Date: June 1, 1993
Creator: Himel, T.; Allison, S.; Grossberg, P.; Hendrickson, L.; Sass, R. & Shoaee, H.
Partner: UNT Libraries Government Documents Department

MPS Vax monitor and control software architecture

Description: The new Machine Protection System (MPS) now being tested at the SLAC Linear Collider (SLC) includes monitoring and controlling facilities integrated into the existing VAX control system. The actual machine protection is performed by VME micros which control the beam repetition rate on a pulse-by-pulse basis based on measurements from fault detectors. The VAX is used to control and configure the VME micros, configure custom CAMAC modules providing the fault detector inputs, monitor and report faults and system errors, update the SLC database, and interface with the user. The design goals of the VAX software include a database-driven system to allow configuration changes without code changes, use of a standard TCP/IP-based message service for communication, use of existing SLCNET micros for CAMAC configuration, security and verification features to prevent unauthorized access, error and alarm logging and display updates as quickly as possible, and use of touch panels and X-windows displays for the user interface.
Date: April 1, 1993
Creator: Allison, S.; Spencer, N.; Underwood, K.; VanOlst, D. & Zelanzy, M.
Partner: UNT Libraries Government Documents Department

The LCLS Timing Event System

Description: The Linac Coherent Light Source requires precision timing trigger signals for various accelerator diagnostics and controls at SLAC-NAL. A new timing system has been developed that meets these requirements. This system is based on COTS hardware with a mixture of custom-designed units. An added challenge has been the requirement that the LCLS Timing System must co-exist and 'know' about the existing SLC Timing System. This paper describes the architecture, construction and performance of the LCLS timing event system.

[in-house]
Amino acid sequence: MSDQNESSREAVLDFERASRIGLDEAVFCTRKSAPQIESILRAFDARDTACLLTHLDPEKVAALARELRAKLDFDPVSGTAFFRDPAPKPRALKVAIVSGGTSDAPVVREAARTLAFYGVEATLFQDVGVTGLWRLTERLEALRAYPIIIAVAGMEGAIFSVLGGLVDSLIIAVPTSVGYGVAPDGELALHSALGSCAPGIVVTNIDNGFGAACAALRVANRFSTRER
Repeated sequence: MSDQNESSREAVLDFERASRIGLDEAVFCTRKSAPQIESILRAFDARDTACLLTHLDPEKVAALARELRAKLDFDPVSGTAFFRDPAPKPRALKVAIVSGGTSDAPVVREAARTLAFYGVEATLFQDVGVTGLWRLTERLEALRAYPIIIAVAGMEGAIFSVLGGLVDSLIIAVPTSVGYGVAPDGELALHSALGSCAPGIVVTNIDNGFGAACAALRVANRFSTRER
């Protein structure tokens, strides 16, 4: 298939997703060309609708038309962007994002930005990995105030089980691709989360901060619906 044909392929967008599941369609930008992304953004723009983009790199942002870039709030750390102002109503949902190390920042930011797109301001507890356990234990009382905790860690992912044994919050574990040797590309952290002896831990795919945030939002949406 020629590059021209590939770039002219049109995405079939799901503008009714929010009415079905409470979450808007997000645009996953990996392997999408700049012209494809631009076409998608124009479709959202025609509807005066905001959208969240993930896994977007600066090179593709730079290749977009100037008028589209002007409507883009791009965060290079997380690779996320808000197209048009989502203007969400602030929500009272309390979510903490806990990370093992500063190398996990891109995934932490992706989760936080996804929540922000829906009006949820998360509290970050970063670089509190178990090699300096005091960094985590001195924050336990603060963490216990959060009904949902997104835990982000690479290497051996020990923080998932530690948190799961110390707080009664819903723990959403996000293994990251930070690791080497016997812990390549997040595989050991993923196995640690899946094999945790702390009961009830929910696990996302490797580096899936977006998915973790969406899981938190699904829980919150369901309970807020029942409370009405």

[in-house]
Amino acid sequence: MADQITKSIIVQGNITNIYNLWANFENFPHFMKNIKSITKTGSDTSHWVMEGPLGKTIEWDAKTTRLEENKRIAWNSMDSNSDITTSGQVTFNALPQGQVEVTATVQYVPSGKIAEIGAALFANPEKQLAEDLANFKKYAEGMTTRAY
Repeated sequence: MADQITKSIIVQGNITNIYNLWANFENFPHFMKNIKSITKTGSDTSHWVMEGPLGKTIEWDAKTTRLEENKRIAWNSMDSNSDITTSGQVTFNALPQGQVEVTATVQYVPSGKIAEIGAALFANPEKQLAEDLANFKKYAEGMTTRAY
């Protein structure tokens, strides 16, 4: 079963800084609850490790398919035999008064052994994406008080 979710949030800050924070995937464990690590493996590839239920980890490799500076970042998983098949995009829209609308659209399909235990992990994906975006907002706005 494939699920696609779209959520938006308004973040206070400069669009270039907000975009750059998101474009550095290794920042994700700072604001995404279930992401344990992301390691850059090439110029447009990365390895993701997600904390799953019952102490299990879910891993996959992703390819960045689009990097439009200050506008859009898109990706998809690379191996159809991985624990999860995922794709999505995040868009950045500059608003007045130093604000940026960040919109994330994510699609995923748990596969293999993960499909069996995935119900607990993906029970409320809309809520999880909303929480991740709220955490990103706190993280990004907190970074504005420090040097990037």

Date: July 23, 2012
Creator: Dusatko, John; Allison, S.; Browne, M.; Krejcik, P. & /SLAC
Partner: UNT Libraries Government Documents Department

Single-point diamond turning of lead indium phosphate glass

Description: The development of the ability to routinely machine glass materials to optical tolerances is highly desirable and, in particular, could provide new degrees of control over the precise shape of complex and unusual optical surfaces. Of particular interest in this regard is the formation of non-spherical shapes where there is a need to fabricate both inexpensive, low-precision optics as well as specialized high-precision aspheric components. This work describes the initial feasibility tests of the machining of a new type of glass, lead indium phosphate (LIP), a material which transmits from the visible to 2.8 micrometers (for thin samples). Glossy surfaces were produced with a root-mean-square surface roughness of less than 100 nm (with 200 micrometer filter). The results indicate that this approach offers the potential for producing high-quality aspheric optical shapes based on the use of LIP glass.
Date: August 1, 1996
Creator: Allison, S.W.; Cunningham, J.P.; Rajic, S.; Boatner, L.A. & Sales, B.C.
Partner: UNT Libraries Government Documents Department

A wide-range phosphor thermometry technique

Description: Fluorescing materials exhibit a temperature dependence, which may be exploited for thermometry purposes. Solid state materials such as phosphors, glasses and crystals are examples of such and have been used in commercial instruments and various one-of-a- kind research and development applications. This area has been the subject of previous ISA papers. It is generally the case that fluorescence decay time or lifetime is the parameter that is measured in order to determine temperature for applications that do not require imaging. There are several good reasons for this. The decay time is a very sensitive function of temperature. Time- and rate-dependent methods are independent of amplitude fluctuations and are therefore not as susceptible to optical noise. In some applications, however, other aspects of the temperature-dependent fluorescence can also be useful. What follows is a description that concerns intensity-based methods and the types of applications to which they apply. The emphasis of the present work is the advantage for situations demanding a wide range and rapidly varying temperatures.
Date: March 1, 1998
Creator: Allison, S.W.; Beshears, D.L.; Cates, M.R. & Gillies, G.T.
Partner: UNT Libraries Government Documents Department